My thoughts precisely.

  33. I agree Mitz, if Obama wins Ohio we might as well go to bed then as it will be all over. The Reps argue that there is another combination involving Wisconsin and 2 others from that 5, but if he can’t crack Ohio there’s no way he can crack Wisconsin.

  34. @R Huckle – dead right – TV coverage of the presidentials is excruciatingly boring. The problem is they’ve only really got 50 states to call, with most of these foregone conclusions. When states are called, all you get is a TV announcer calling a state – you don’t even get an announcement on the stage with the candidates happy/crushed faces and the speeches.

    By contrast, we’ve got 650 seats, meaning that once you get past the first hour or so of counting, things really feel like the night is moving. In the US, all you get is interminably filler interviews with talking heads, interspersed with a few results.

    The only election more boring are the Northern Irish parliamentary results, where nothing happens until someone sticks some impenetrable numbers on a bored, someone loses and they start counting all over again.

    Contain yourselves!

  35. I do find it a little funny though how some people who doubted RCP’s unbiased credentials, are predicting the same 303 figure for Obama that they are. They haven’t changed their methodology since last week :P

    RCP is incredibly accurage and got 49 states correct last time. They over estimated Obama by 0.4% nationally, but underestimated him a little in Indiana.

    Now RCP is saying that Obama has 303, even if they got 1 of those wrong, say Ohio or Virginia (currently both Obama), that would still not be enough for Romney to win.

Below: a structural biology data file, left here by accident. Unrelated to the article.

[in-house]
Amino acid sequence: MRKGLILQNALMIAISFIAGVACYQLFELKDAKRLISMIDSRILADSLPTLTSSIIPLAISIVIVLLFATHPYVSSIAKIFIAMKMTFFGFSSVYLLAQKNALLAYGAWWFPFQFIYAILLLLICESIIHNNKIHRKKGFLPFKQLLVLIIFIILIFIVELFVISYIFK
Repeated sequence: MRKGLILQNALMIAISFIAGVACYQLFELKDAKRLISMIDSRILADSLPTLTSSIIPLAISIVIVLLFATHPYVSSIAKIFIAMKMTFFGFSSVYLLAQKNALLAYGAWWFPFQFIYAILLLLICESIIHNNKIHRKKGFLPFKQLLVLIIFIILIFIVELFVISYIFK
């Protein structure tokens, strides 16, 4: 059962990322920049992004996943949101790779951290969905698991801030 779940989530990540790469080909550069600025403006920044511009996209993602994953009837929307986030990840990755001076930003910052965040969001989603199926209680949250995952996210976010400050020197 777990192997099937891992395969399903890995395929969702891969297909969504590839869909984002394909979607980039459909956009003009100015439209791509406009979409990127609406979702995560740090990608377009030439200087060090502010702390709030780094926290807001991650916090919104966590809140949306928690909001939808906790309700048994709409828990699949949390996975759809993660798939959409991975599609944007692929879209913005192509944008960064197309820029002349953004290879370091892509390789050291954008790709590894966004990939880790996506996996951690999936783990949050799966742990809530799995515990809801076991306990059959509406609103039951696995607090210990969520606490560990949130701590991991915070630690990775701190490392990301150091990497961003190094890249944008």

36. Couper

    I’m not 100% sure that gore winning would have meant no Iraq war, less likely yes, war in irak was a certainty when bush won cos they were already planning it. But gore might have had no choice about war in Iraq considering that Iraq had decided to sell its oil in euros rather than dollars and other countries were considering doing the same

  37. RCP’s forecast has converged on 538’s forecast as Rasmussen’s polls have suddenly become more favourable towards Obama, right at the last minute. It wasn’t RCP changing their methodology, it was Ras falling into line.

  38. MinM

    “Romney wouldn’t cheat in Ohio”

    No, probably not ‘cos that ain’t how it works. Other people do that “on your behalf”.

    Ta for the continued advice on my bedtime but I reiterate I shall not be going to bed early just because you say so but will stay up till my normal 8-30 and then retire with a cup of cocoa and nurse.

    By the way, am I right you’ve placed a bet on Obama?